Looking past New Hampshire, Joe Biden is telling voters not to count him out because minority voters haven’t yet weighed in on the race.
Biden said Tuesday in South Carolina: “We just heard from the first two of the states … where I come from, that’s just the opening bell, not the closing bell.”
Biden has had lackluster showings in the first two voting states and is now hinging his campaign on his support among minority voters in the next two primary states, Nevada and South Carolina.
“You can’t be the Democratic nominee, you can’t win a general election as a Democrat, unless you have overwhelming support from black and brown voters,” Biden said.
The former vice president left New Hampshire before voting wrapped up Tuesday to head to South Carolina, While it’s the fourth state to vote in the Democratic primary contest, it’s the first where black voters make up a majority of the electorate, and it’s seen as Biden’s to lose.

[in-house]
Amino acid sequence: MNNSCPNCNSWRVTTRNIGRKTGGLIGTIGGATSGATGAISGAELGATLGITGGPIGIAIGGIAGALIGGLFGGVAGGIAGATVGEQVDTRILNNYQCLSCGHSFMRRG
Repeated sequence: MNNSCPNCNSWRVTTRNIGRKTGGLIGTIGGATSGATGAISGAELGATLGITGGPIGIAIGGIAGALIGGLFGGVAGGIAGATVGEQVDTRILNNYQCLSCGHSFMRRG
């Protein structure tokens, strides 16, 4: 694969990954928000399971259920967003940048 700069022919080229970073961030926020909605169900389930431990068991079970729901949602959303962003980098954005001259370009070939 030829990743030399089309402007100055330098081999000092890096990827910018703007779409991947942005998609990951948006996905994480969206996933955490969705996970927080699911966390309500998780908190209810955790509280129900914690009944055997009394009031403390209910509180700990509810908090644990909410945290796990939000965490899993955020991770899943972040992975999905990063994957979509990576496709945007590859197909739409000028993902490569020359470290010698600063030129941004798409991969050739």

On Tuesday night, Biden said to the black community that Democrats “don’t listen enough,” but he added, “I’ve never not listened to you.”
A pair of Biden surrogates tried their best to mask a disappointing night for the absent Democratic presidential candidate at his campaign’s New Hampshire watch party.
Biden originally planned to attend, but his campaign announced late Tuesday morning that that he would instead hold his event in South Carolina.
That left former New Hampshire Gov. John Lynch and Biden’s sister, Valerie Biden Owens, to take his place.
Biden Owens said this was “the very beginning of a long marathon to the nomination. And we’re ready to go the distance.”
“While the results don’t seem to be what we hoped, we’re going to take our campaign to every corner of this country,” Biden Owens said.
Appearing to the New Hampshire audience in a different live stream, Biden vowed to return to defeat President Donald Trump in November’s general election.
“I do love New Hampshire,” Biden said. “And I mean it.”